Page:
San Clemente immersion: Walking in the footsteps of those before us

What makes a good leader? The topic of leadership is regularly discussed and debated globally.

Tertiary education offers a multitude of opportunities for studies of leadership and it is a requirement of many institutions that employees gain qualifications in this area in order to progress in their careers.

Clearly leadership qualities are important, not only in the workforce, but also in one’s life journey. Itis essential that schools today recognise the importance of leadership skills and provide opportunities for students in this area. At San Clemente, we place great emphasis on our student leadership program and the school began an annual Sydney immersion in 2013 which took place again recently.

On Wednesday 15 March the 16 members of the San Clemente Student Leadership Team from Year 10 were involved in a two day immersion experience in Sydney. The School Executive, along with Year 10 Coordinator Mrs Denham accompanied them. San Clemente has focused significantly on the notion of student leadership and what this exactly means in a Catholic school setting. Put simply, leadership is about taking notice, connecting with others and giving to the community. Essentially, it is about ‘Servant Leadership’. Too often leadership is associated with a title that does not carry with it responsibility. We want our leaders to be young people of action.

The presence of all Executive staff on this Sydney immersion clearly emphasises the school’s commitment to student leadership at the school. This year particularly is of great importance, as San Clemente proudly celebrates its centenary and 100 years of Dominican education. The Dominican Order of Preachers is 800 years old and as a school, we wish to write our own chapter in this story.

In 2017 we wanted to provide an opportunity for our students to gain a greater depth of understanding of our Dominican heritage. In keeping this in mind, our itinerary included a visit to Santa Sabina College at Strathfield, a school with a rich Dominican history. This was a wonderful opportunity for our students to meet with their leaders and discuss what it really means to be a Dominican school. How do we live out the four pillars: ‘Prayer’, ‘Study’, ‘Service’ and ‘Community’? We were also fortunate to have the very knowledgeable Sr. Elizabeth Hellwig present to us. She spoke about the Dominican history in Australia, including that of our own school, prior to us departing after lunch.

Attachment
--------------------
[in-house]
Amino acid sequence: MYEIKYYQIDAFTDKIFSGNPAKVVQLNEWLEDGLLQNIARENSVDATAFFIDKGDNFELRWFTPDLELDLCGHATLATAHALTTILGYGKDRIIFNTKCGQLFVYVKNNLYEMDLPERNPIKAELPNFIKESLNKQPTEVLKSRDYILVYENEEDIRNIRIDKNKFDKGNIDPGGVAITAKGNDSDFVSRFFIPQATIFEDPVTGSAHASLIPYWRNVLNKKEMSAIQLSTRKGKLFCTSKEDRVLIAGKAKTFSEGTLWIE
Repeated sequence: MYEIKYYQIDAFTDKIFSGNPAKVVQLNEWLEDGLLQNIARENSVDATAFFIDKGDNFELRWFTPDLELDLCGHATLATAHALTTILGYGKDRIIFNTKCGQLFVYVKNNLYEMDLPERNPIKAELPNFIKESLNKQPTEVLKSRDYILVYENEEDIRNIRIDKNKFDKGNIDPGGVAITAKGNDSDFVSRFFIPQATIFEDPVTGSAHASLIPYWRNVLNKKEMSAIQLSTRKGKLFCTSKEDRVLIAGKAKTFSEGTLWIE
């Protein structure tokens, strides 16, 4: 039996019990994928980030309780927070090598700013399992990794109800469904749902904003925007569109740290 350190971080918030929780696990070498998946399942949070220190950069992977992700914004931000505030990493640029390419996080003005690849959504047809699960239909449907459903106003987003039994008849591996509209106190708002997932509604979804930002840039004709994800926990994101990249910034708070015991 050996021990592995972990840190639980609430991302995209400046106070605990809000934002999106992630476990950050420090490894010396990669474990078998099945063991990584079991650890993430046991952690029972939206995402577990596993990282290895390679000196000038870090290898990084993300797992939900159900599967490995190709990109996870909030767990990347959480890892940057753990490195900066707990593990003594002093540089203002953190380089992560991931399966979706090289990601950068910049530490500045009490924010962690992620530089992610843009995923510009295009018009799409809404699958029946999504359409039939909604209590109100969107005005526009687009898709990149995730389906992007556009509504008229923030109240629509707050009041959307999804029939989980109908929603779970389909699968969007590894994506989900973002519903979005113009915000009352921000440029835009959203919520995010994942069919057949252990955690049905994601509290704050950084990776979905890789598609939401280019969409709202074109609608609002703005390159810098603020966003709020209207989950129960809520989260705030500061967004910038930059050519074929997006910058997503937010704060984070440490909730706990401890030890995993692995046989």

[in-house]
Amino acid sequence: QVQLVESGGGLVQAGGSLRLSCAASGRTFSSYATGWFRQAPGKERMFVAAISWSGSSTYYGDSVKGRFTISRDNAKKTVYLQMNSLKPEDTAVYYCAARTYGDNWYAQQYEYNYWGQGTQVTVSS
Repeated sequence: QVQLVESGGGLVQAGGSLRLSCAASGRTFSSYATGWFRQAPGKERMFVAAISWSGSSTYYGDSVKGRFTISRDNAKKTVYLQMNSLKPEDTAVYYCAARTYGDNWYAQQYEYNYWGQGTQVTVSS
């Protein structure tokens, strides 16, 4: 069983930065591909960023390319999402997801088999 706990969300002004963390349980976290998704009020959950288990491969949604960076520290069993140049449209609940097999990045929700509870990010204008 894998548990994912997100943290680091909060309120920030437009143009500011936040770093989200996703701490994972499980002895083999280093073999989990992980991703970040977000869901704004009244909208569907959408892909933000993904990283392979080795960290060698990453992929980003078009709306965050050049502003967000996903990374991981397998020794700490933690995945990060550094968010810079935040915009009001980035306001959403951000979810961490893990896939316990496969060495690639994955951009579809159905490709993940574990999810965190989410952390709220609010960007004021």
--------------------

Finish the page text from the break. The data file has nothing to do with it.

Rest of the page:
After camping at Cockatoo Island for the night, where we were able to debrief about the day and reflect during a moonlit liturgy by the water, we caught the ferry to Circular Quay for Mass at St Patrick’s Church. St Patrick’s was built in the 1840s, dating back to the beginnings of Catholic life in Australia, and is situated in Sydney’s historic Rocks area.  We arranged to celebrate Mass here, as the Church has a strong link to the Dominicans from when the Sisters first arrived from Ireland 150 years ago. Our students were able to follow in the footsteps of these Dominican Sisters who journeyed from Circular Quay to St Patrick’s to give thanks for their safe journey. We, like these Dominican Sisters, received a blessing from the Priest for our school and its continuing journey.

I now ask the following questions to our Student Leadership Team; “In the School’s Centenary year, in your privileged roles, what actions will you take to best serve your community and enrich the lives of others? As leaders, what legacy do you wish to leave in years to follow and how can you follow in the footsteps of St Dominic who preached the truth 800 years ago?

Our leaders are wonderful ambassadors for our school and I look forward to witnessing their contributions as the year unfolds.

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